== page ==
What is the Total Equivalent Lithium Content of My Battery?
figuring using DOT formula below

mAh/1000 x V = wh

Earth-X ETX24 = 6.3 actual amp hour
6.3 (actual AH) x 13.2 (nominal volt LiFePO4) = 83.16 watt hour

problems: TSA will look at ETX24 label as 24AH, instead of actual 6.3 AH measured
Yes most LiFePO4 motorcycle batteries will pass, if TSA uses actual instead of inflated lead acid equivalent AH measurements.

----------------------------
http://safetravel.dot.gov/definitions.html

Equivalent Lithium Content (ELC). ELC is a measure by which lithium ion batteries are classified.
  • 8 grams of equivalent lithium content are equal to about 100 watt-hours.
  • 25 grams of equivalent lithium content are equal to about 300 watt-hours.
You can arrive at the number of watt-hours your battery provides if you know how many milliamp hours and volts your battery provides:

mAh/1000 x V = wh

Most lithium ion batteries marketed to consumers are below 100 watt-hours (8 grams ELC). If you are unsure of the watt-hour rating of your lithium ion battery, contact the manufacturer.

Lithium Batteries. When you see this term alone on SafeTravel pages, it refers to both lithium ion batteries and lithium metal batteries. Lithium polymer batteries are a typeof lithium ion battery, and are included in this term.
Lithium Ion Batteries. These are rechargeable lithium batteries, similar to those found in cameras, cell phones, laptop computers, and radio-controlled toys. Lithium polymer batteries are those types of lithium ion batteries. Larger Lithium Ion Batteries contain between 8 and 25 grams Equivalent Lithium Content (ELC). Some very large after-market laptop computer batteries, and some batteries used for professional audio-visual application, fall within this definition.
Smaller Lithium Ion Batteries contain up to 8 grams Equivalent Lithium Content. Cell phone batteries and most laptop computer batteries fall below the 8 gram threshold.
Lithium Ion Batteries with more than 25 grams ELC are forbidden in air travel.
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Old 01-30-2013, 06:08 PM   #283
frog13
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cy,....when you speak of dead shorts and cable leads are you referring to an uncovered / unprotected lead contacting a piece of the frame....causing a short?.I'm electrically challenged by the way. TIA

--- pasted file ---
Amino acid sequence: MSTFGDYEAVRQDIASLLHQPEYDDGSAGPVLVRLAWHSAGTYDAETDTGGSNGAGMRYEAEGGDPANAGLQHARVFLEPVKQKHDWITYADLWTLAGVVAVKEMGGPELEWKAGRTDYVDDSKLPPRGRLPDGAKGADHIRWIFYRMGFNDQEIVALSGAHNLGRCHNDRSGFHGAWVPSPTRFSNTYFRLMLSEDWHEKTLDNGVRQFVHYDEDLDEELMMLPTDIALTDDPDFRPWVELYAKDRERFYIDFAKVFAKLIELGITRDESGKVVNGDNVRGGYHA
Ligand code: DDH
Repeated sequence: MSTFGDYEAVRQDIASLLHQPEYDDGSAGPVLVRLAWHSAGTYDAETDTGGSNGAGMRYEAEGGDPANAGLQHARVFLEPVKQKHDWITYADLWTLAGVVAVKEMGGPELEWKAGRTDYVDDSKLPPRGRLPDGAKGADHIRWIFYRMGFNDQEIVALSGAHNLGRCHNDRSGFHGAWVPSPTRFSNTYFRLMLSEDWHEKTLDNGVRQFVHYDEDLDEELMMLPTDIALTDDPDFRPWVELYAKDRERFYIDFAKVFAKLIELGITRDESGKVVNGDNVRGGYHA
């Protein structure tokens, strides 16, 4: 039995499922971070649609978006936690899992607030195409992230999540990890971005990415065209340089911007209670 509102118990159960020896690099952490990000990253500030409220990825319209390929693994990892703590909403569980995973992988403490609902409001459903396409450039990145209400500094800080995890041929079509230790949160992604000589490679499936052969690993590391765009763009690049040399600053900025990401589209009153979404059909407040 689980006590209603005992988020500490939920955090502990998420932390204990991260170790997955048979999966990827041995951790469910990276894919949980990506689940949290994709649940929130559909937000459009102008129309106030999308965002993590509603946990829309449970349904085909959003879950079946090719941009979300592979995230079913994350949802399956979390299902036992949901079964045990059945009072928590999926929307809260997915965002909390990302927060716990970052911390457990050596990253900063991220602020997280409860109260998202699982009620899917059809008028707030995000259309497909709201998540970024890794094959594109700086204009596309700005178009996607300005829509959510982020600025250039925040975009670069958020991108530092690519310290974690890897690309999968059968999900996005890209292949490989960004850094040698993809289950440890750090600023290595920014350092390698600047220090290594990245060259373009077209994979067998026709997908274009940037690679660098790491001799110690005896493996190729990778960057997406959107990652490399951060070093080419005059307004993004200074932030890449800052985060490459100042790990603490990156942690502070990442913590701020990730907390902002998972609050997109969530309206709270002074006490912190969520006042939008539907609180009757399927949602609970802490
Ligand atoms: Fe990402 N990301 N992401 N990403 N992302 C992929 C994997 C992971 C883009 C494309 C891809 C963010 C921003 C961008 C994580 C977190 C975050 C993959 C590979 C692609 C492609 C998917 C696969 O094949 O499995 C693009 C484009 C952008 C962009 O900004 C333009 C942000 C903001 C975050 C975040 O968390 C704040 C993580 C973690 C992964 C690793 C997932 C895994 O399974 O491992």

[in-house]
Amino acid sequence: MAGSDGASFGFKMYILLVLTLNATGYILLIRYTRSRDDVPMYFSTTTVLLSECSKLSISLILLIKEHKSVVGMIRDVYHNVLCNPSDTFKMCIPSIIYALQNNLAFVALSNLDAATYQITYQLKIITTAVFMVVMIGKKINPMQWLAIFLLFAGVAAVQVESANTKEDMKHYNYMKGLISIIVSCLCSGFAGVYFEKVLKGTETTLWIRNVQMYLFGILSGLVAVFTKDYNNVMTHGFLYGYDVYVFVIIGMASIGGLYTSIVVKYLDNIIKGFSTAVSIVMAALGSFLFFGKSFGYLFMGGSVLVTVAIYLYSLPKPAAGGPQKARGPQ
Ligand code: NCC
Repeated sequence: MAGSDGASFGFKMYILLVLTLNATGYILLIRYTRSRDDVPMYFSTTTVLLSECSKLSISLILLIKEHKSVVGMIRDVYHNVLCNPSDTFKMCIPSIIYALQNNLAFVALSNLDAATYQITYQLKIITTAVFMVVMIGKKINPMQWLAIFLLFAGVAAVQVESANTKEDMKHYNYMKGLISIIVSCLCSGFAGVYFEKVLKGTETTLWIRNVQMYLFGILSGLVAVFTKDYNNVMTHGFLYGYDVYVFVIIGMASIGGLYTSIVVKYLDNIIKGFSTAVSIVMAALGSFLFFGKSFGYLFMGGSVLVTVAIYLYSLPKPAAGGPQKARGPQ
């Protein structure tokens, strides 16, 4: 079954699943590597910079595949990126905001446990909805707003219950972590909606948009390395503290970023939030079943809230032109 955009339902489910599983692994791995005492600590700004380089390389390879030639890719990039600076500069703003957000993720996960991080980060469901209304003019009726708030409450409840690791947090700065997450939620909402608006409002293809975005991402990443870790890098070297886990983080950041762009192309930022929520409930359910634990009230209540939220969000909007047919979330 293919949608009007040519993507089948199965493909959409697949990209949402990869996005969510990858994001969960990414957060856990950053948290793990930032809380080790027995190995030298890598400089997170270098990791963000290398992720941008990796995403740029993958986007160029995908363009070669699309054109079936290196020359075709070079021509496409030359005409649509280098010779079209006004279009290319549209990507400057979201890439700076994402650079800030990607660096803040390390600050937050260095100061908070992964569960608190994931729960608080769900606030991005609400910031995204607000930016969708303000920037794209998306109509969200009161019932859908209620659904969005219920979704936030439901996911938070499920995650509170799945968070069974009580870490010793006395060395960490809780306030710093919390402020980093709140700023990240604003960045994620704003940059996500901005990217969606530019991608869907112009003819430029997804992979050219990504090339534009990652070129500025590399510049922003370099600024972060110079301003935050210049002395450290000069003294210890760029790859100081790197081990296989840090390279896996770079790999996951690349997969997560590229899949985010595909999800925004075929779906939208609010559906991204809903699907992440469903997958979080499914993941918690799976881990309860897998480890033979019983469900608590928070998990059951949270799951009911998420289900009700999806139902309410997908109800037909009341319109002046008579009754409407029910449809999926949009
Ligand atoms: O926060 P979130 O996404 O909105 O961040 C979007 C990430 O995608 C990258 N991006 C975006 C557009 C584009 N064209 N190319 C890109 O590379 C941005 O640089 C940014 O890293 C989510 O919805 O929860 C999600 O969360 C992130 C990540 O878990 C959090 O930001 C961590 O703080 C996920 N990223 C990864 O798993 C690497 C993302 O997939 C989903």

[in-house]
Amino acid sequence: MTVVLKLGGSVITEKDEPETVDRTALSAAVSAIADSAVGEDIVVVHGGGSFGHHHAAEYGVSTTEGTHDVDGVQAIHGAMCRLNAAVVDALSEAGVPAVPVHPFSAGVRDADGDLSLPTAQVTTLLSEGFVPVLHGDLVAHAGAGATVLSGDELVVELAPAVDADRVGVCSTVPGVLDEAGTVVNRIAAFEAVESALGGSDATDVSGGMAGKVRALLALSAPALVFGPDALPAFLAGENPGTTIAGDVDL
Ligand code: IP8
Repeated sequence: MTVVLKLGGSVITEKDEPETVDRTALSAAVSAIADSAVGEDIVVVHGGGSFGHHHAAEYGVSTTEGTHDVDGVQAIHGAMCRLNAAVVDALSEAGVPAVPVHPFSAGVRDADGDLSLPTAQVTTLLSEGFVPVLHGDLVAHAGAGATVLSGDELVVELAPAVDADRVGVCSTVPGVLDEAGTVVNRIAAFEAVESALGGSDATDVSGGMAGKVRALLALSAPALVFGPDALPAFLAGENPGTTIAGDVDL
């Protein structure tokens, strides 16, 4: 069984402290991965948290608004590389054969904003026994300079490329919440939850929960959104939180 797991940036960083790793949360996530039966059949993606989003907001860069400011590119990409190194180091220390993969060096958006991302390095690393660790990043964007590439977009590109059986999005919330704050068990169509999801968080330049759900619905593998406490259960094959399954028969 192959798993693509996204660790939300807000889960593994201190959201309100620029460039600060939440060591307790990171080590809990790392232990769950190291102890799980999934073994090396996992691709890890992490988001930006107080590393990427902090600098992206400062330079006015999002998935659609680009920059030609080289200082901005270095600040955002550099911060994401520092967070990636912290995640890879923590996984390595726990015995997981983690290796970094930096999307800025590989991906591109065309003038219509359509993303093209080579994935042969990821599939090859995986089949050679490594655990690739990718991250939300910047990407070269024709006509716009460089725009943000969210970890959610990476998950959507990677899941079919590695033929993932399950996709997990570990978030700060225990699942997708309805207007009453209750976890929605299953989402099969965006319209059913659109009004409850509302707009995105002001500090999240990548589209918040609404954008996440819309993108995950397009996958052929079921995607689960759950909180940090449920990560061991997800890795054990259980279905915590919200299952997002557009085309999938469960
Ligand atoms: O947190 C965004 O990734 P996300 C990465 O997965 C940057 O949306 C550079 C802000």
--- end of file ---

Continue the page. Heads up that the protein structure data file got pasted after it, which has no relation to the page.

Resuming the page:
P.S. I've been considering a Shorai for my TW200,but have had my reservations due to what I've been reading on alot of different forums. TIA
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Old 01-30-2013, 07:14 PM   #284
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cy,....when you speak of dead shorts and cable leads are you referring to an uncovered / unprotected lead contacting a piece of the frame....causing a short?.I'm electrically challenged by the way. TIA

P.S. I've been considering a Shorai for my TW200,but have had my reservations due to what I've been reading on alot of different forums. TIA
anytime stock size battery is not used. OEM battery clamp/hold down cannot be used. battery position was carefully engineered by OEM not to short out.

LiFePO4 batteries are generally much smaller so extra care has to used to make certain positive does NOT short to ground.

this goes double when mounting LiFePO4 battery in a different location as commonly done for cafe racers, etc. make dead certain positive cannot short to ground. don't lose your bike to a fire cause by a dead short. lithium batteries discharge at an extremely high rate, easily equal to heat generated by Arc welding.

NO ... battery mfg is not responsible for loosing your bike to a fire caused by a dead short.
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Old 02-07-2013, 01:08 PM   #285
Gumbeaux
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FWIW I guess Shorai now specifies the 21A battery for the F800GS, according to Andrew at Acme Rider Supply (my trusted accessories guy here in the Atlanta area). Picked mine up today. Will let you know how it goes...